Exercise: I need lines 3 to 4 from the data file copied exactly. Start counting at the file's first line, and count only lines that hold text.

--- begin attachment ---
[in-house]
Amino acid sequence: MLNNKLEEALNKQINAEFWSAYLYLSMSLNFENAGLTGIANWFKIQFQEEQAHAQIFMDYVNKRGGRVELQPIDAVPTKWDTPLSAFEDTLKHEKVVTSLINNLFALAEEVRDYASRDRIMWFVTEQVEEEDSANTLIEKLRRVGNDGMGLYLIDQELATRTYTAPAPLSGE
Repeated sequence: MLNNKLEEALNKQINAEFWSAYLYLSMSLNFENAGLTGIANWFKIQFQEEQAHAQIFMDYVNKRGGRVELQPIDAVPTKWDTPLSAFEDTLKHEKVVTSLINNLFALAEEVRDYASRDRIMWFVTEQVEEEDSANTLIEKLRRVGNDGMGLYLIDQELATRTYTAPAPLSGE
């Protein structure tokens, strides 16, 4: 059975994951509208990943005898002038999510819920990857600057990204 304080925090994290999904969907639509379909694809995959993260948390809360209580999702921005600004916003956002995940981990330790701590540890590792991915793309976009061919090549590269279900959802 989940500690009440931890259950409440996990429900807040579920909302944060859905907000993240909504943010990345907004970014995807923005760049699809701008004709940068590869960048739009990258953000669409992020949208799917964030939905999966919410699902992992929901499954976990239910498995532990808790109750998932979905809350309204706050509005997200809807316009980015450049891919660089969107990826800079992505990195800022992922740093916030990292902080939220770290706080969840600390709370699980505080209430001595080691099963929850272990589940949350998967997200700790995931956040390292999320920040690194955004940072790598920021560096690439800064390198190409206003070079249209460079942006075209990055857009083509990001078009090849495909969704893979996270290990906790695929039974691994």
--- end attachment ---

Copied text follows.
Repeated sequence: MLNNKLEEALNKQINAEFWSAYLYLSMSLNFENAGLTGIANWFKIQFQEEQAHAQIFMDYVNKRGGRVELQPIDAVPTKWDTPLSAFEDTLKHEKVVTSLINNLFALAEEVRDYASRDRIMWFVTEQVEEEDSANTLIEKLRRVGNDGMGLYLIDQELATRTYTAPAPLSGE
């Protein structure tokens, strides 16, 4: 059975994951509208990943005898002038999510819920990857600057990204 304080925090994290999904969907639509379909694809995959993260948390809360209580999702921005600004916003956002995940981990330790701590540890590792991915793309976009061919090549590269279900959802 989940500690009440931890259950409440996990429900807040579920909302944060859905907000993240909504943010990345907004970014995807923005760049699809701008004709940068590869960048739009990258953000669409992020949208799917964030939905999966919410699902992992929901499954976990239910498995532990808790109750998932979905809350309204706050509005997200809807316009980015450049891919660089969107990826800079992505990195800022992922740093916030990292902080939220770290706080969840600390709370699980505080209430001595080691099963929850272990589940949350998967997200700790995931956040390292999320920040690194955004940072790598920021560096690439800064390198190409206003070079249209460079942006075209990055857009083509990001078009090849495909969704893979996270290990906790695929039974691994």